January 5 2011 by Claudia Kunkel
My husband and I decided to make the trip back to the Napa and Sonoma vineyards with friends and visited in November. The weather was perfect; the leaves on the vines had turned into breathtaking autumn colors and best of all, no crowds. At times it seemed we were the only ones traveling up and down the scenic roads in search of the smaller, quainter wineries. Another positive in touring at this time of the year is that with fewer people, the wineries have more time to tutor you in the fine art of wine tasting.
A few tips when traveling to Napa and Sonoma - try to plan your route and the wineries you would like to see before you begin. Napa and Sonoma are right next to each other and there are approximately 250 wineries in Napa and 200 wineries in Sonoma. It can be daunting to decide which wineries you want to visit, but if you can narrow it down to your own personal tastes in wines and selecting vineyards that range from the very large corporate owned vineyards in Napa to Sonoma with its rural, family-owned vineyards, it will make your trip much more enjoyable.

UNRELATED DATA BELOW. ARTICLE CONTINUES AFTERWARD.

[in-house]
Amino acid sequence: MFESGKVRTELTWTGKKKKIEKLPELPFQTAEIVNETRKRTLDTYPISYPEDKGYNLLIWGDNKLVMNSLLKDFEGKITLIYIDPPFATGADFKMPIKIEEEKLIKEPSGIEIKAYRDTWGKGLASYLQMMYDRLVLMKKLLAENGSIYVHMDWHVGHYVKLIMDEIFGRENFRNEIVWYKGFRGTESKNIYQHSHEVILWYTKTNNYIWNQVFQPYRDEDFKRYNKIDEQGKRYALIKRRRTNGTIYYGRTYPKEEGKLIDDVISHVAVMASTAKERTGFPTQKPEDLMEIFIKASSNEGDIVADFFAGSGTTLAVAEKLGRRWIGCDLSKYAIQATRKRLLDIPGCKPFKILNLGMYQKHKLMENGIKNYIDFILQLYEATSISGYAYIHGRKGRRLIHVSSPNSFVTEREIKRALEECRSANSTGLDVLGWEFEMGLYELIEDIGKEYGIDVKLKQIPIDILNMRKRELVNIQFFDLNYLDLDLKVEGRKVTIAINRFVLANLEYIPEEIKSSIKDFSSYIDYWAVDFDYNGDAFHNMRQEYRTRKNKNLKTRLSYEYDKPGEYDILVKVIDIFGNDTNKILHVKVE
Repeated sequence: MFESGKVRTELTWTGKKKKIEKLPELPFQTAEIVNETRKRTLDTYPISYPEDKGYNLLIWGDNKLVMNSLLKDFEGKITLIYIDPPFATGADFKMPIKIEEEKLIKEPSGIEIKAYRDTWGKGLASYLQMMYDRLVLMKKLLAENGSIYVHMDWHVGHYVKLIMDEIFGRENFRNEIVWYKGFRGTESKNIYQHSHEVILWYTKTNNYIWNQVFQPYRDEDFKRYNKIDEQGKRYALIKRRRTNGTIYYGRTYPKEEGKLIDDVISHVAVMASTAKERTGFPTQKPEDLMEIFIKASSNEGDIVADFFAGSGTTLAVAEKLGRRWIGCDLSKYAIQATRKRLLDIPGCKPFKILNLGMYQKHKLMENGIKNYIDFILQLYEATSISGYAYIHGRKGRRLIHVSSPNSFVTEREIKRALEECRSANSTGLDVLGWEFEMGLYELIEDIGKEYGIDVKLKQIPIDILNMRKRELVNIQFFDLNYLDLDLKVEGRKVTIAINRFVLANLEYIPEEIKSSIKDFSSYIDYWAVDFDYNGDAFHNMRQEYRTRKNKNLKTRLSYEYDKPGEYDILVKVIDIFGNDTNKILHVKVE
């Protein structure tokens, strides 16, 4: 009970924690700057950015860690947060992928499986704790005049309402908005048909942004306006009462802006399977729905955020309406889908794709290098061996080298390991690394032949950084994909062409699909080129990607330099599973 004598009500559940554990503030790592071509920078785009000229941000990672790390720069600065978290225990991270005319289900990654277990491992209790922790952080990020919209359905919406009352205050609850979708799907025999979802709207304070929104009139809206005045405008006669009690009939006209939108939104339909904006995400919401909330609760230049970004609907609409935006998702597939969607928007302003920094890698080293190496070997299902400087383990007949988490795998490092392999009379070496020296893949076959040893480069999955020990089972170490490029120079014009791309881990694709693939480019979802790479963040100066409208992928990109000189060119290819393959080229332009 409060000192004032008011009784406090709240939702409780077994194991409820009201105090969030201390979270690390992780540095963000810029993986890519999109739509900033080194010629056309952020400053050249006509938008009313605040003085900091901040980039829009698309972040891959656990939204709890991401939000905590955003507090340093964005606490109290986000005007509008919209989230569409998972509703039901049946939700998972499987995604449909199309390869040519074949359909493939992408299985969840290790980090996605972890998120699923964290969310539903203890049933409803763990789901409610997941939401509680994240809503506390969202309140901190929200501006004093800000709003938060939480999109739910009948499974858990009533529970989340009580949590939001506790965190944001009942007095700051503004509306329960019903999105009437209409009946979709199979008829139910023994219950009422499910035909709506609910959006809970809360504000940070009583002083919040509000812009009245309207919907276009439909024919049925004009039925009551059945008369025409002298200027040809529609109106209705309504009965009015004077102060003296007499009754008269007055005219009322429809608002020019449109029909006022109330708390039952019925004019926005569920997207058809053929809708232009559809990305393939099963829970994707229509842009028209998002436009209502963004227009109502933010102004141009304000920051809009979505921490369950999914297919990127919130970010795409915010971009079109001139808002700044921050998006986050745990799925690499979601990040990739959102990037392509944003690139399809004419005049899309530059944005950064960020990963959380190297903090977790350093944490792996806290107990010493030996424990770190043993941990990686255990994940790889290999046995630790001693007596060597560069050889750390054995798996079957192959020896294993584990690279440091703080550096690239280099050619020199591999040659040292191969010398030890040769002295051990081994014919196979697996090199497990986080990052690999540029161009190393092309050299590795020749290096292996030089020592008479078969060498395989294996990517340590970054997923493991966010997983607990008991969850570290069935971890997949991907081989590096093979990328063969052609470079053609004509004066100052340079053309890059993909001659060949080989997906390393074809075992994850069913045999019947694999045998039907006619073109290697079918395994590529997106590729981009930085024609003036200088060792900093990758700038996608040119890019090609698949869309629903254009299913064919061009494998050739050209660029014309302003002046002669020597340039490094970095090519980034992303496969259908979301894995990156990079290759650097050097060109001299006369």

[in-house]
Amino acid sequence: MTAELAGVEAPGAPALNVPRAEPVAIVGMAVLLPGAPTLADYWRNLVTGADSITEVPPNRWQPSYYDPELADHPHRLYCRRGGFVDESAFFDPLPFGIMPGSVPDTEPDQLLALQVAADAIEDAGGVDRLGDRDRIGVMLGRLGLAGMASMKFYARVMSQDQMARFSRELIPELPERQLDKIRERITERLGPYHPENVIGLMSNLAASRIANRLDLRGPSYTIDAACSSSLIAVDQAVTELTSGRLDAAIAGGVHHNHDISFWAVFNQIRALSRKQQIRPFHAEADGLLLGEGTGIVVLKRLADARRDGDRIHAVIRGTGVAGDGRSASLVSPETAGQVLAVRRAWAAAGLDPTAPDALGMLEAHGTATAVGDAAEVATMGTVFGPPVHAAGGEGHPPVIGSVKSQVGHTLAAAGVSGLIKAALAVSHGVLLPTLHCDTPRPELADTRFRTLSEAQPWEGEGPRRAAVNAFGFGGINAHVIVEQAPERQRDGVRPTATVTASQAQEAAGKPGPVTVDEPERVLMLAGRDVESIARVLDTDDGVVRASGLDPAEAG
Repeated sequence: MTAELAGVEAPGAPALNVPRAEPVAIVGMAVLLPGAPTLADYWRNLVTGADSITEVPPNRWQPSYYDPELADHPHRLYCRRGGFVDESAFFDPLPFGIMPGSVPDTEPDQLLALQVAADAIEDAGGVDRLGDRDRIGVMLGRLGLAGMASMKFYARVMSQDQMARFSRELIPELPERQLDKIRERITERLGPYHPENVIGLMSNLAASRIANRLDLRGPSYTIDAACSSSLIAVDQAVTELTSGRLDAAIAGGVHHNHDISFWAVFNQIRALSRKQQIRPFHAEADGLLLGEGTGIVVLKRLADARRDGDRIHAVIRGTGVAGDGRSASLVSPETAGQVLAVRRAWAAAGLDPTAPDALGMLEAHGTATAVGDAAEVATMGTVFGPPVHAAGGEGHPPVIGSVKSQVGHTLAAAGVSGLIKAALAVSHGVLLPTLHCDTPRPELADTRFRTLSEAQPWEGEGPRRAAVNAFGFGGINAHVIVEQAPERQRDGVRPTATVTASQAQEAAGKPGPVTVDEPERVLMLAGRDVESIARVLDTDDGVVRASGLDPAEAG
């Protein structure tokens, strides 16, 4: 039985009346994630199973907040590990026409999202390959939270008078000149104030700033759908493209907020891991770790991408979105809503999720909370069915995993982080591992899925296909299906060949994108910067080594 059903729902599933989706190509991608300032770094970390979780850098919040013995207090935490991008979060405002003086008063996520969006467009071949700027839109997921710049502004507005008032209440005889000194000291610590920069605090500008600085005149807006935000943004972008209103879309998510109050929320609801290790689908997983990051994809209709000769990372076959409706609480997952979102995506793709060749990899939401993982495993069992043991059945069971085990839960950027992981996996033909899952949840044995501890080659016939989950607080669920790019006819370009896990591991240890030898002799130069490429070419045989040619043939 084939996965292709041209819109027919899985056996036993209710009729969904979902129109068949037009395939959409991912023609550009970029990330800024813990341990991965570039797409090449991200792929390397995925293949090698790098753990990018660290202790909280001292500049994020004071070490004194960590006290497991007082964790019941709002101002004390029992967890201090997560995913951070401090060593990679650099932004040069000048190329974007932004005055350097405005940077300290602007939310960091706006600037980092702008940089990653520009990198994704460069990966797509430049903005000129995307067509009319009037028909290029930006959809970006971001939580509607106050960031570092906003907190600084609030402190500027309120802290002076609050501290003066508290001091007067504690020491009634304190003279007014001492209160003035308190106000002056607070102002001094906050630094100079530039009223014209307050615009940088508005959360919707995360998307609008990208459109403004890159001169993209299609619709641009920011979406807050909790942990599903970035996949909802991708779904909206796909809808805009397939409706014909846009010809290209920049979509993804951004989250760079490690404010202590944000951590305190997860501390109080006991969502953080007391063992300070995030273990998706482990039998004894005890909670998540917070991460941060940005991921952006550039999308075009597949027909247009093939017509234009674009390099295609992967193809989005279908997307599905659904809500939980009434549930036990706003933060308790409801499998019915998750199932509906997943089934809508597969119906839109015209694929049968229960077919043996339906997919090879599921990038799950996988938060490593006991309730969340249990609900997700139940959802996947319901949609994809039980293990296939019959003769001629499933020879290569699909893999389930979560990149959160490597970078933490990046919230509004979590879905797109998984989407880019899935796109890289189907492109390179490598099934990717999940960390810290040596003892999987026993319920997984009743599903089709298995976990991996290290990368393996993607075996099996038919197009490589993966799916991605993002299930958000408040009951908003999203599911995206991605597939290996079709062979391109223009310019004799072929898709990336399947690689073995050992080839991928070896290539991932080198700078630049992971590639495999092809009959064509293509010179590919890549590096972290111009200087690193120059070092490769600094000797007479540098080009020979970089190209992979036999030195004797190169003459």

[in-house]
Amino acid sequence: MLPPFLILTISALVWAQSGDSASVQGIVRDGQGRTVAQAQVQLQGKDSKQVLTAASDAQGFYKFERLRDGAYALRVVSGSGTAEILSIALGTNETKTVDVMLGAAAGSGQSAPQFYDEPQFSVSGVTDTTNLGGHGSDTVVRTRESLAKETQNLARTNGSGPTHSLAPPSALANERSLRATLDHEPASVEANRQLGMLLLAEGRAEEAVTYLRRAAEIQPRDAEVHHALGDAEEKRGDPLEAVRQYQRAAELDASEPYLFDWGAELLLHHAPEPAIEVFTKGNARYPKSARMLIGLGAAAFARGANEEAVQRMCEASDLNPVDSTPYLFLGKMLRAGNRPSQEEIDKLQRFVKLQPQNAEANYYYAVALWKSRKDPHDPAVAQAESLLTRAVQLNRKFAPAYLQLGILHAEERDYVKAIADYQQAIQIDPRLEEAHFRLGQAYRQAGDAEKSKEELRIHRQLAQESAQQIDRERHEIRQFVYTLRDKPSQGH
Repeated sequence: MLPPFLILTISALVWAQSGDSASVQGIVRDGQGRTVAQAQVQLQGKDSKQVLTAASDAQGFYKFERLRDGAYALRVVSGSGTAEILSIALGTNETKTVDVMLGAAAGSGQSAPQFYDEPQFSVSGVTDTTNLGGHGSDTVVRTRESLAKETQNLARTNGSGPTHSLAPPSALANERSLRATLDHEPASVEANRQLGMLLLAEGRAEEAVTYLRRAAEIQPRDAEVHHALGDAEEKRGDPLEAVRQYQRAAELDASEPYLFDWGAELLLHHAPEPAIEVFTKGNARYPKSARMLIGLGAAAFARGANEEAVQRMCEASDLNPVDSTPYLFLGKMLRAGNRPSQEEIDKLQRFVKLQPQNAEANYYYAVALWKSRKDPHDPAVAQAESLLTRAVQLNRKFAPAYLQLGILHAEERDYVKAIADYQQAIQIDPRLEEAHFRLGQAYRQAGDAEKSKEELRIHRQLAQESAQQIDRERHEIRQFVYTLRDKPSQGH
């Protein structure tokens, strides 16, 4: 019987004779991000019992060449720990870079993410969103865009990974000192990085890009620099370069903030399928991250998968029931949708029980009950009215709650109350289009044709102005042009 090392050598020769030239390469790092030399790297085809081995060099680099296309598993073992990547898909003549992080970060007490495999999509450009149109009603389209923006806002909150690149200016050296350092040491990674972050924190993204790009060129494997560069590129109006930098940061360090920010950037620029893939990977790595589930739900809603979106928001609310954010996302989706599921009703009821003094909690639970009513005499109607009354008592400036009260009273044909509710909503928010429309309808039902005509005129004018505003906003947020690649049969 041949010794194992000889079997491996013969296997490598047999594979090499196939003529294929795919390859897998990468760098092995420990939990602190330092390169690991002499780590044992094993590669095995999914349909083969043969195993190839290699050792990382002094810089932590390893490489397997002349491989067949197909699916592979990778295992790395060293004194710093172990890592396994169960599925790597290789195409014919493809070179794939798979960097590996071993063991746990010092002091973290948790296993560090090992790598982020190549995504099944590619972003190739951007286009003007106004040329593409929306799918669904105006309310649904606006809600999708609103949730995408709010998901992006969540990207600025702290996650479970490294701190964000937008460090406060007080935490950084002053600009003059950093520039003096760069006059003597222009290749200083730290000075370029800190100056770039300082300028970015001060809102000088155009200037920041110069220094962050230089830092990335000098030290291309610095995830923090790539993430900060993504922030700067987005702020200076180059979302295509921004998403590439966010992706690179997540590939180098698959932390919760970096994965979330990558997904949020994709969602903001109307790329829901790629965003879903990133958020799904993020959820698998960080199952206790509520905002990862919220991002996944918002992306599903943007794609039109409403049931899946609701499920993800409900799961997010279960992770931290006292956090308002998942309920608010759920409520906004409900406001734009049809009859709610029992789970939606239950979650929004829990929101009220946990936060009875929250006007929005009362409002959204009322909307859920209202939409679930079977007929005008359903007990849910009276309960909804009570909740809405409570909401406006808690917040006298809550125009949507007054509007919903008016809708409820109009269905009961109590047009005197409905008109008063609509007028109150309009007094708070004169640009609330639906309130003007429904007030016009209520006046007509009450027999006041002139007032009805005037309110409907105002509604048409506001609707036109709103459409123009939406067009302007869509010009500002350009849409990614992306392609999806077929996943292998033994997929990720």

By no means does Napa and Sonoma have the market cornered on excellent wines and charming wineries. All across the United States you can find unique and excellent wines, including Oregon, Washington, Arizona, and throughout the Eastern states. In interest of time and space, I've limited my selections to the ones in Napa and Sonoma, having recently visited the area. I'm also partial to big, earthy Cabs, so I could be a tad bit biased.
Kamen Estate Wines
St. Francis Winery & Vineyard
Santa Rose, CA
Chateau St. Jean
St. Helena, CA
St. Helena, California
Start planning your wine tour now. You'll find renowned restaurants and gorgeous scenery to accompany your leisurely drive through miles of vineyards. There are also great hotels to help make your stay less hectic including the Best Western Sonoma Valley Inn & Krug Event Center in Sonoma. If you have a favorite vineyard around the United States, let me know!